SCHOONER DAYS LXXXI (81)
Continuing the adventure story of the Muir Brothers and their drydock, comes the voyaging of the first vessel they built on Lake Ontario and sent overseas with their own cargo.
CAPTAIN ARCHIBALD MUIR, younger of the brethren who built the Port Dalhousie drydock and ships for themselves thereat, made his will, they say, when Alexander the Great, the head of their enterprise, bade him take the "barque" Alexander, named for himself, across the salt ocean in 1858.
The same story is told about David, another of the younger brethren, when it was his turn to receive such commands concerning the "barque" Advance. It is possible that it is true of both bearded Scottish sailormen; and more than likely, in each case, that their dread was greater of incurring Alexander's wrath, in event of failure, than the Atlantic's.
The Alexander was not a real barque, with all square sails on two of three masts, but a Great Lakes variant of that rig, some square sails on the foremast, and the rest of her fore-and-aft.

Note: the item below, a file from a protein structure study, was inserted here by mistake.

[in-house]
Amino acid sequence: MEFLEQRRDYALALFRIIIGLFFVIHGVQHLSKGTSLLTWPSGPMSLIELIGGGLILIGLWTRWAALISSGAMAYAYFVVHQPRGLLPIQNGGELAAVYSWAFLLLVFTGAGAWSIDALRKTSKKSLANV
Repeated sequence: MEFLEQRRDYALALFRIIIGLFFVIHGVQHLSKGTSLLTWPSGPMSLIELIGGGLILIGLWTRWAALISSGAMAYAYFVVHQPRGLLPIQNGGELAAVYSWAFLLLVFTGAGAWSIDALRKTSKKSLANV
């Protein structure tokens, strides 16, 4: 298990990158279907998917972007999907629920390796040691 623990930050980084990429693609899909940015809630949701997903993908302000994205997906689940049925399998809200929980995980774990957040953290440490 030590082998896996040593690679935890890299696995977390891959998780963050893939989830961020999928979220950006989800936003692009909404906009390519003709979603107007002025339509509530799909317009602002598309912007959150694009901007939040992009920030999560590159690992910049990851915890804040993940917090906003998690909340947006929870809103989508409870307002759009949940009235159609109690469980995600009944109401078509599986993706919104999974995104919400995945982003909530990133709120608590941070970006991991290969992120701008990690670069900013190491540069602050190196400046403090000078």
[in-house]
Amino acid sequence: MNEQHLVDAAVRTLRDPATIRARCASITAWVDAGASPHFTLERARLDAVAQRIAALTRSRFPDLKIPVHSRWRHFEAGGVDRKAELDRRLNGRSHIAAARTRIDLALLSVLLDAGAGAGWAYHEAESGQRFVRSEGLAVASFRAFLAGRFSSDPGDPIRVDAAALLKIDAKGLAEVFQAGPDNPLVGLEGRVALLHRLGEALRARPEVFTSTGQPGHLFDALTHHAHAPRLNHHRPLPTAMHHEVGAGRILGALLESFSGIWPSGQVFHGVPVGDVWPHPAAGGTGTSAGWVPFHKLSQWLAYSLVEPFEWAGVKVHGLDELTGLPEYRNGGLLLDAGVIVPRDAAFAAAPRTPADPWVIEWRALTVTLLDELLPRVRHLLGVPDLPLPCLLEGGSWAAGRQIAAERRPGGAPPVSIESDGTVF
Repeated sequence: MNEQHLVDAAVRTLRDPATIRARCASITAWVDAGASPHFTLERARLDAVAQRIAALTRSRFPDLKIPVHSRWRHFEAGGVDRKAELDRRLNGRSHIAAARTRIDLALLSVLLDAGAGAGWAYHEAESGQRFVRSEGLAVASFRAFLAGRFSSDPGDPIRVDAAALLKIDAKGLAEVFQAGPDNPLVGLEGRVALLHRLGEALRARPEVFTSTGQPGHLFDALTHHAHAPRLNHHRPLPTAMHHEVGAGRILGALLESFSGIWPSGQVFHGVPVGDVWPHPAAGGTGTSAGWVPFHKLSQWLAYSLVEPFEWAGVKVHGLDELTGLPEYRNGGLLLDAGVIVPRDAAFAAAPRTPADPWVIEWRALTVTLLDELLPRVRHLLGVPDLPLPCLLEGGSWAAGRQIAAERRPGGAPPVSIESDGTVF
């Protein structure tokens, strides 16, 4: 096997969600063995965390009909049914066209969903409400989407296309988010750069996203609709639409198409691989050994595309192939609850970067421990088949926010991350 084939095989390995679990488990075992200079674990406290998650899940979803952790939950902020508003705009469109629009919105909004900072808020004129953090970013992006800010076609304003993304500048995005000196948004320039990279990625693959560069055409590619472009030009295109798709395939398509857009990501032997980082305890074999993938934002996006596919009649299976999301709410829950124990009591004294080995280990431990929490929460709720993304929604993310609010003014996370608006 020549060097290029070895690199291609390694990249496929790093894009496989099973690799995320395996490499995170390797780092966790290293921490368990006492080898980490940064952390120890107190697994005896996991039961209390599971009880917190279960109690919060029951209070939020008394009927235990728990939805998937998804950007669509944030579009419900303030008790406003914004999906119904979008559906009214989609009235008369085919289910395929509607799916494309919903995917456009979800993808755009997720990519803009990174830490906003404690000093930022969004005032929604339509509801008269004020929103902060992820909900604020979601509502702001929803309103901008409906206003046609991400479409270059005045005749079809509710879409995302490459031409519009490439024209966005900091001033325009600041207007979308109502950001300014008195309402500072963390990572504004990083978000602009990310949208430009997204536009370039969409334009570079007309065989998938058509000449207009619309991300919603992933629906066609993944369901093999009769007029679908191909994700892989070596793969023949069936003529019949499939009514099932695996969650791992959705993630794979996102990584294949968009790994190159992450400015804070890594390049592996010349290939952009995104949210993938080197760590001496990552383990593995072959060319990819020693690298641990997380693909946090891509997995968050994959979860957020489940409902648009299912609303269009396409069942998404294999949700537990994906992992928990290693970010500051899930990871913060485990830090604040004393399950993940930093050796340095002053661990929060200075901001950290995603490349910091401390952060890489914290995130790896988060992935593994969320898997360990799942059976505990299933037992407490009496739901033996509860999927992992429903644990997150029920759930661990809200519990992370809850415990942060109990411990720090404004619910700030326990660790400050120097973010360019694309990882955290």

The Alexander was 134 feet long, 23 feet beam and 11 feet deep in the hold; round bowed, straight-sided, almost flat-bottomed. A centreboarder, of course.
For the ocean trip the Alexander was loaded to 9 feet draught with squared oak timber, for the Muir brothers were branching out now. When they built the dock in 1850 they had to pay 75 cents cash in advance for each elm tree they felled for the keelsons. Now, eight years later, they were timber merchants as well as shipbuilders. They bought white oak by the raft, and were acquiring their own timber limits in Sombra and in the Georgian Bay and even in Michigan, to supply timber for export and their shipyard requirements.
Archibald had a hard time. A Great Lakes "barque," with her sternports leaking salt water in on the squared timber—all sternports leaked, no matter how you caulked them inside—and her centreboard threatening to buckle under her or burst the box as she rolled in the Atlantic swell! —this was not, at the best, any pleasure excursion. The family records are a bit confusing, and indicated that Archibald crossed the Atlantic certainly four times and possibly oftener, before he was through with fighting the ocean in the Alexander.
This much is certain. He got the Alexander over all right, and sold her timber to Edmundston and Mitchell, of Glasgow or Liverpool, establishing a connection which existed for years. In Liverpool the Alexander loaded a cargo of salt for Montreal, and started home with it. Possibly she completed this voyage, but in the fall of this year, or of a later one, when homeward bound on the Banks of Newfoundland, she was dismasted.